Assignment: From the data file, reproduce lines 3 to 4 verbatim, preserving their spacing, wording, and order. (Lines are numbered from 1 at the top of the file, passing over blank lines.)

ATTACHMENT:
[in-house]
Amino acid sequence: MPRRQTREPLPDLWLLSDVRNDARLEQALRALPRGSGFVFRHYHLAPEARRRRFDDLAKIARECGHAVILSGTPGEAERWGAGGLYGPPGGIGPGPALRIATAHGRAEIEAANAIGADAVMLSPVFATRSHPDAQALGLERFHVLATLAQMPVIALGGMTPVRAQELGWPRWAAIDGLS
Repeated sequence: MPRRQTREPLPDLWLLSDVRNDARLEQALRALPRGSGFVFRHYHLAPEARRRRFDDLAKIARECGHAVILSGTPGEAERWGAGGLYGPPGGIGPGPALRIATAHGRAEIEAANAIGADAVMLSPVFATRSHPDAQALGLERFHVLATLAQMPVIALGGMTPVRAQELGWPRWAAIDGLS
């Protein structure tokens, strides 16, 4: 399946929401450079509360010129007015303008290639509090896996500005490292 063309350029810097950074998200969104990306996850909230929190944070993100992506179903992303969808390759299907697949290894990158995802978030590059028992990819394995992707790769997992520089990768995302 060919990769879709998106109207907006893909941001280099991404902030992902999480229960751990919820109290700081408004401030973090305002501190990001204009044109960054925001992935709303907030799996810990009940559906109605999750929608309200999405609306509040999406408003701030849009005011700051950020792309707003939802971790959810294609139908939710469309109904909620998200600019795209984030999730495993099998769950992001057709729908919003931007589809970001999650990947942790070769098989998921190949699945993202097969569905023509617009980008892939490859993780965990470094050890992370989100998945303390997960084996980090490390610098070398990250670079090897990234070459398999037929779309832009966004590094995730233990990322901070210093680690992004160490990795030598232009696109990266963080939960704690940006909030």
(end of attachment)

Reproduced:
Repeated sequence: MPRRQTREPLPDLWLLSDVRNDARLEQALRALPRGSGFVFRHYHLAPEARRRRFDDLAKIARECGHAVILSGTPGEAERWGAGGLYGPPGGIGPGPALRIATAHGRAEIEAANAIGADAVMLSPVFATRSHPDAQALGLERFHVLATLAQMPVIALGGMTPVRAQELGWPRWAAIDGLS
């Protein structure tokens, strides 16, 4: 399946929401450079509360010129007015303008290639509090896996500005490292 063309350029810097950074998200969104990306996850909230929190944070993100992506179903992303969808390759299907697949290894990158995802978030590059028992990819394995992707790769997992520089990768995302 060919990769879709998106109207907006893909941001280099991404902030992902999480229960751990919820109290700081408004401030973090305002501190990001204009044109960054925001992935709303907030799996810990009940559906109605999750929608309200999405609306509040999406408003701030849009005011700051950020792309707003939802971790959810294609139908939710469309109904909620998200600019795209984030999730495993099998769950992001057709729908919003931007589809970001999650990947942790070769098989998921190949699945993202097969569905023509617009980008892939490859993780965990470094050890992370989100998945303390997960084996980090490390610098070398990250670079090897990234070459398999037929779309832009966004590094995730233990990322901070210093680690992004160490990795030598232009696109990266963080939960704690940006909030």